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Cursive ditches the ex-girlfriend concept for a higher calling

click to enlarge The Sierra Leone Refugee All Stars: Their sound belies - their story.
  • The Sierra Leone Refugee All Stars: Their sound belies their story.

Say you're a band and you decide to strip the typically introspective, woe-is-me-and-my-relationship elements from your new album and replace them with Big Questions about God, humanity and existence.

Would this new album, then, be comparatively "lightened up"? Or just enlightened?

Discuss.

That's the poser Cursive has thrown listeners with its fifth and latest CD, Happy Hollow. There's no real right or wrong answer. And if there is, the guys of Cursive aren't sure of it.

Either way, it's a nice change of pace.

The Omaha-based quartet has previously indulged in a fair amount of navel-gazing, allowing the introspection to hit all-time highs with its 2000 release, Domestica, which followed frontman Tim Kasher's dissolving marriage. That effort was followed by the equally pensive Ugly Organ in 2003, which featured a hurting, bitter, post-divorce Kasher.

With Happy Hollow, Cursive eschews the hyper-personal and moves toward the fairly impersonal. And it's all accomplished by focusing on a fictional, small Midwestern town by the same name. The theme centers around Christianity, its pros and cons, and its salvations and shams. And every song is a perspective given by a different denizen, be it a priest or a layperson.

It's certainly a fresh take; how many emo bands have attempted full-on, robust concept albums? Scratch that how many emo bands have attempted full-on concept albums about something other than their ex-girlfriends?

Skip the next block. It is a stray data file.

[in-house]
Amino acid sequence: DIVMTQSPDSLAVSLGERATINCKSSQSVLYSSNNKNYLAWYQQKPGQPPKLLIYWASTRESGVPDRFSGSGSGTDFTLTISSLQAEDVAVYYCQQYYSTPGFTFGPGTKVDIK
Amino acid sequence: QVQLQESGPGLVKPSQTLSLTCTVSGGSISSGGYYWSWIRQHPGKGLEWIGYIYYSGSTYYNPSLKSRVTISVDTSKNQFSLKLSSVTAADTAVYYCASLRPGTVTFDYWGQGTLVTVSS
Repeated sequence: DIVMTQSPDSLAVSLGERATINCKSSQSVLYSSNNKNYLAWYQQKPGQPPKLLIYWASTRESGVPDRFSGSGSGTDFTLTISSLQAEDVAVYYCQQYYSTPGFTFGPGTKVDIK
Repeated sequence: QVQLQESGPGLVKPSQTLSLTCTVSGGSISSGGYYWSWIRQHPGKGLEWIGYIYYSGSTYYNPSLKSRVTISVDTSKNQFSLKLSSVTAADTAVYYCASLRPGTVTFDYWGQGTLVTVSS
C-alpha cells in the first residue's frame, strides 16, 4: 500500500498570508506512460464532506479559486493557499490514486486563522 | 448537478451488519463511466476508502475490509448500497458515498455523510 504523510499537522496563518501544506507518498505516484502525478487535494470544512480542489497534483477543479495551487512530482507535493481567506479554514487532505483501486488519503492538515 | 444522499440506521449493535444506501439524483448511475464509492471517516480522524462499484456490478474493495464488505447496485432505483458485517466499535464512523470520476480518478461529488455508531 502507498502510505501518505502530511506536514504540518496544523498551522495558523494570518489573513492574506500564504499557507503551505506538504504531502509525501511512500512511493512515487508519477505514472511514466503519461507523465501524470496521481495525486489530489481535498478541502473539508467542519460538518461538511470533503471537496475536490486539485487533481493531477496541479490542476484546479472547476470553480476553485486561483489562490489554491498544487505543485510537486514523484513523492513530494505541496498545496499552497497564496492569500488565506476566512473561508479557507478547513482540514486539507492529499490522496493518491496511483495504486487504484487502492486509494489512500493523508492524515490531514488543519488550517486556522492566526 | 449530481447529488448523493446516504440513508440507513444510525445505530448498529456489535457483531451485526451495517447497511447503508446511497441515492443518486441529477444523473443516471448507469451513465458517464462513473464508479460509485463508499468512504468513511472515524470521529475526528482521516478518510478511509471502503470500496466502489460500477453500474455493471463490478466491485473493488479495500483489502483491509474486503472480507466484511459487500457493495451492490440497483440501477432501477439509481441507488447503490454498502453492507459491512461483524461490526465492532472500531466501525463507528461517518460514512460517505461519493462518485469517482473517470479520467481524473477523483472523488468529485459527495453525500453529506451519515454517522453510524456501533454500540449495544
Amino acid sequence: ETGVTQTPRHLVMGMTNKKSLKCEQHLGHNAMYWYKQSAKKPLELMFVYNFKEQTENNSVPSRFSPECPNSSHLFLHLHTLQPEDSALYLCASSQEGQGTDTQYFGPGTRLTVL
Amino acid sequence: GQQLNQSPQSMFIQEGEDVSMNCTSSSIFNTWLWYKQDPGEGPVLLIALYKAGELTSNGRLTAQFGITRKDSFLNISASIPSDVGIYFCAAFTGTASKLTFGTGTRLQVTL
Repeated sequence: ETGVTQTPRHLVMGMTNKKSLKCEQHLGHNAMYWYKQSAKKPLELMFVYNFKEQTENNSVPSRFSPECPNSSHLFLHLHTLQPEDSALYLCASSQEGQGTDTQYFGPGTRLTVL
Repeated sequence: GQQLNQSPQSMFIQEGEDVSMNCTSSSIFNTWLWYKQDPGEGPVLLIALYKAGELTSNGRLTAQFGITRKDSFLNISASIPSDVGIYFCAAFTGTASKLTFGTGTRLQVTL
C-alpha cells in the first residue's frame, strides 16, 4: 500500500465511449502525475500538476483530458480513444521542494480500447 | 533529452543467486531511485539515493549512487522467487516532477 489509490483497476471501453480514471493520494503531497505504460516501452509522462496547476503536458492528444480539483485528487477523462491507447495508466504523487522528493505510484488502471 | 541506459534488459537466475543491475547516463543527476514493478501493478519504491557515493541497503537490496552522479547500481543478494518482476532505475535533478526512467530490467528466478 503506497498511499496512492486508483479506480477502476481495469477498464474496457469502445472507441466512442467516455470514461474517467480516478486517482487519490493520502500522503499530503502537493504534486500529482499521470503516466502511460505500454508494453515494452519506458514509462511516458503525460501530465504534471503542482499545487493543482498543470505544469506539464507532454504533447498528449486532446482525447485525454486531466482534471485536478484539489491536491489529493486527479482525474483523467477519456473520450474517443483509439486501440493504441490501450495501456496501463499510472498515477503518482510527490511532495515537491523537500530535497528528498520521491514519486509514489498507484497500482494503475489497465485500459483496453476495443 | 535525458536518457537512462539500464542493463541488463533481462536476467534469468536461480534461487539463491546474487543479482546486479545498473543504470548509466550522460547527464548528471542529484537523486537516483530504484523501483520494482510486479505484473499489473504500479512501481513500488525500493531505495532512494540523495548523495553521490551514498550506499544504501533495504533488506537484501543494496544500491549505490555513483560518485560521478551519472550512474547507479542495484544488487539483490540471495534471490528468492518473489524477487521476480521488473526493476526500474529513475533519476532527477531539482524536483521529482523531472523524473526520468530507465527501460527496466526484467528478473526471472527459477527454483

Bassist Matt Maginn, on the phone from Los Angeles, says the band members himself, Kasher, Ted Stevens (guitar, vocals) and Clint Schnase (drums) knew where they were going with the CD, and that it was just a matter of getting there.

"Really, it was just the desire to do something different," Maginn says. "Something that was still uniquely ours, but to try to stretch the sound even further. It's something that we've been trying to do since Domestica."

As the group's primary songwriters, Kasher and Stevens generated the fever pitch and religious fervor.

"[Happy Hollow is] more spiritual introspection, and not as much relationship stuff," Maginn says. "It's nice. It's healthy. We explored the topics in some of the older records, but never in so many songs."

All the dirty laundry hangs out here science and evolution, abuse, brainwashing yet Cursive never asks listeners to choose a side for or against Christianity. When Kasher sings, "You're not the chosen one / I'm not the chosen one," he's not stating he knows the answers, but rather imploring listeners to at least think about their own beliefs and the issues at hand.

"It was a good time for the band to do something like this, too," Maginn adds. "It's lighter on one side, but it's heavier on the other. We ask, "What's life for? What are we doing? Is there a God?'"

To keep things interesting, other storylines are entered into the plot, including that of a young aspiring actor-turned-prostitute in "So-So Gigalo" and a disenchanted, middle-aged woman named Dorothy in the raucus "Dorothy Dreams of Tornados." Dorothy may or may not have Wizard of Oz connections but she's certainly surrounded by heavy-handed Oz-applicable metaphors.

Sure, it's all highfalutin and high-concept, but the trick to Happy Hollow is that the album actually sounds different from their past work.

At one point Kasher sings, "Dorothy, wake up, it's time for work." Certainly, it's a demand Cursive has heard before. This time, the band answers the call.

capsule

Cursive with Jeremy Enigk and Planes Mistaken for Stars

The Black Sheep, 2106 E. Platte Ave.

Friday, Nov. 3, 8:30 p.m.

Tickets: $15, all ages; visit ticketweb.com.

  • Cursive ditches the ex-girlfriend concept for a higher calling

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